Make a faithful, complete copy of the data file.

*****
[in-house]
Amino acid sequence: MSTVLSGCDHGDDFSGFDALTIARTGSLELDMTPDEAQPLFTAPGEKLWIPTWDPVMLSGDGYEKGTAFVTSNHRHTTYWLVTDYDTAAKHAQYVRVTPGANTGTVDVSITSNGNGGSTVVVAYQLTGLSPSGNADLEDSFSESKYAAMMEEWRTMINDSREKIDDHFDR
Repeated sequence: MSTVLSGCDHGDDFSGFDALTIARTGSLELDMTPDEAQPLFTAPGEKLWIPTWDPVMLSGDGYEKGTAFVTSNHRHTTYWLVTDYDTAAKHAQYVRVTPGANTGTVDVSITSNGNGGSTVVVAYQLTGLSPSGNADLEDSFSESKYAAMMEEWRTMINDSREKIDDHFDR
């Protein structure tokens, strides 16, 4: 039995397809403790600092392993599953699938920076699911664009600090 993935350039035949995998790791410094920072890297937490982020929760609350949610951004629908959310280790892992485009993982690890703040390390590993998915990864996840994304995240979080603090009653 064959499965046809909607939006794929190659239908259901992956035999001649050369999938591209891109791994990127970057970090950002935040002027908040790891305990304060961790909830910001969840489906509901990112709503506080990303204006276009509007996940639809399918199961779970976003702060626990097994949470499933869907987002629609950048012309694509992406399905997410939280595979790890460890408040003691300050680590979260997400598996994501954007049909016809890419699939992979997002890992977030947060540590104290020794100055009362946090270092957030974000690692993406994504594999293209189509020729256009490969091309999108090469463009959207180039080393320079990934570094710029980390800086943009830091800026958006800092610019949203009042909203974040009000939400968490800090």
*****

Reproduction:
[in-house]
Amino acid sequence: MSTVLSGCDHGDDFSGFDALTIARTGSLELDMTPDEAQPLFTAPGEKLWIPTWDPVMLSGDGYEKGTAFVTSNHRHTTYWLVTDYDTAAKHAQYVRVTPGANTGTVDVSITSNGNGGSTVVVAYQLTGLSPSGNADLEDSFSESKYAAMMEEWRTMINDSREKIDDHFDR
Repeated sequence: MSTVLSGCDHGDDFSGFDALTIARTGSLELDMTPDEAQPLFTAPGEKLWIPTWDPVMLSGDGYEKGTAFVTSNHRHTTYWLVTDYDTAAKHAQYVRVTPGANTGTVDVSITSNGNGGSTVVVAYQLTGLSPSGNADLEDSFSESKYAAMMEEWRTMINDSREKIDDHFDR
């Protein structure tokens, strides 16, 4: 039995397809403790600092392993599953699938920076699911664009600090 993935350039035949995998790791410094920072890297937490982020929760609350949610951004629908959310280790892992485009993982690890703040390390590993998915990864996840994304995240979080603090009653 064959499965046809909607939006794929190659239908259901992956035999001649050369999938591209891109791994990127970057970090950002935040002027908040790891305990304060961790909830910001969840489906509901990112709503506080990303204006276009509007996940639809399918199961779970976003702060626990097994949470499933869907987002629609950048012309694509992406399905997410939280595979790890460890408040003691300050680590979260997400598996994501954007049909016809890419699939992979997002890992977030947060540590104290020794100055009362946090270092957030974000690692993406994504594999293209189509020729256009490969091309999108090469463009959207180039080393320079990934570094710029980390800086943009830091800026958006800092610019949203009042909203974040009000939400968490800090």